Bill begins by seeking to change the objectives set out in paragraph 3(1)(h) of IRPA from protecting the health and safety of Canadians to protecting public health and safety of any person who is in Canada legally, including temporary entrants. The government's obligation to protect health and safety should embrace any person who is in Canada legally, whether they are a Canadian citizen, a permanent resident, or a temporary resident.
Bill then goes on to provide that, on instructions issued by the minister, immigration officers would be allowed to refuse work permits to foreign nationals who otherwise qualify but who officers believe would be at risk of humiliating or degrading treatment, including sexual exploitation, once they are admitted to Canada.
You will note the emphasis on “officers”, Mr. Chair, because under the legislation, applicants cannot be refused work permits based on ministerial instructions without the concurrence of two immigration officers. This provision reduces the likelihood of an instruction being applied inappropriately or incorrectly.
It is important to note that the legislation itself does not provide any instructions. It merely establishes the authority for the minister to issue instructions. Such instructions will only be issued where there is objective evidence that concerns for the safety of some temporary foreign worker applicants are serious and well-founded. This may cover exotic dancers as well as other potential victims of human trafficking or other abuse or exploitation, but the research and analysis to support any such instructions has not yet been completed.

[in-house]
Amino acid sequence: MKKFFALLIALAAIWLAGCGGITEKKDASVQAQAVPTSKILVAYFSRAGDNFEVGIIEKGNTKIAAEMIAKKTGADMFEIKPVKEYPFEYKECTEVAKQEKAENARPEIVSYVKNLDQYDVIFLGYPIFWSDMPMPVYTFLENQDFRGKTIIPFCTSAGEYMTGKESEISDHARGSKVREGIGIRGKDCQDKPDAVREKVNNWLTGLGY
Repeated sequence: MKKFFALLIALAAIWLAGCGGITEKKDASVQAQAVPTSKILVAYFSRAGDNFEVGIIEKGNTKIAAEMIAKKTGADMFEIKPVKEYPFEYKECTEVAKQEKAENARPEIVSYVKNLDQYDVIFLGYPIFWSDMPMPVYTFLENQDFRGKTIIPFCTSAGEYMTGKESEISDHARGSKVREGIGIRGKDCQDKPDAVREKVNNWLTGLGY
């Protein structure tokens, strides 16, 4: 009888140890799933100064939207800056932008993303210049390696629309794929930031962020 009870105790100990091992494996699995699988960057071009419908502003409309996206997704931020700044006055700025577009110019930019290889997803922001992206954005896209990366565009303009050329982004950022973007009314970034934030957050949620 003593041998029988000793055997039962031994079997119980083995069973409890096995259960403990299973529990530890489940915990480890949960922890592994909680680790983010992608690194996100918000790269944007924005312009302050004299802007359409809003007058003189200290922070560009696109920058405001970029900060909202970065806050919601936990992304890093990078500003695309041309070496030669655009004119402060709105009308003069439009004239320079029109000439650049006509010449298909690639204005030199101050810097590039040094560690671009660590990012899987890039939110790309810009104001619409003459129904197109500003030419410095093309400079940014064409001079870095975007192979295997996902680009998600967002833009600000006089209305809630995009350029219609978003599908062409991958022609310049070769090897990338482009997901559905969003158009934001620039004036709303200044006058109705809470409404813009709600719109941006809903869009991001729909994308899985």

Each decision involving any future instructions would be made by immigration officers on a case-by-case basis. Each application for a work permit would be assessed on its own merits.
Instructions must be published in the Canada Gazette to become effective. Being the federal government's publication of record, the Canada Gazette is regularly reviewed by the media, the immigration bar, and any other interested parties.
Furthermore, any instructions issued during each year must be reported in the Minister's Annual Report to Parliament. This degree of transparency is essential, given the discretionary nature of the authority.
Mr. Chair, the committee knows this discretionary authority is similar to powers found in the laws of Australia and the United Kingdom. It is also similar to a provision that currently exists within IRPA that allows the minister to exercise positive discretion, that is, to waive inadmissibility based on public policy considerations.
Bill is one of many steps CIC is taking along with our colleagues at Human Resources and Social Development Canada/Service Canada to make the temporary foreign worker program better for employers and better for foreign and Canadian workers.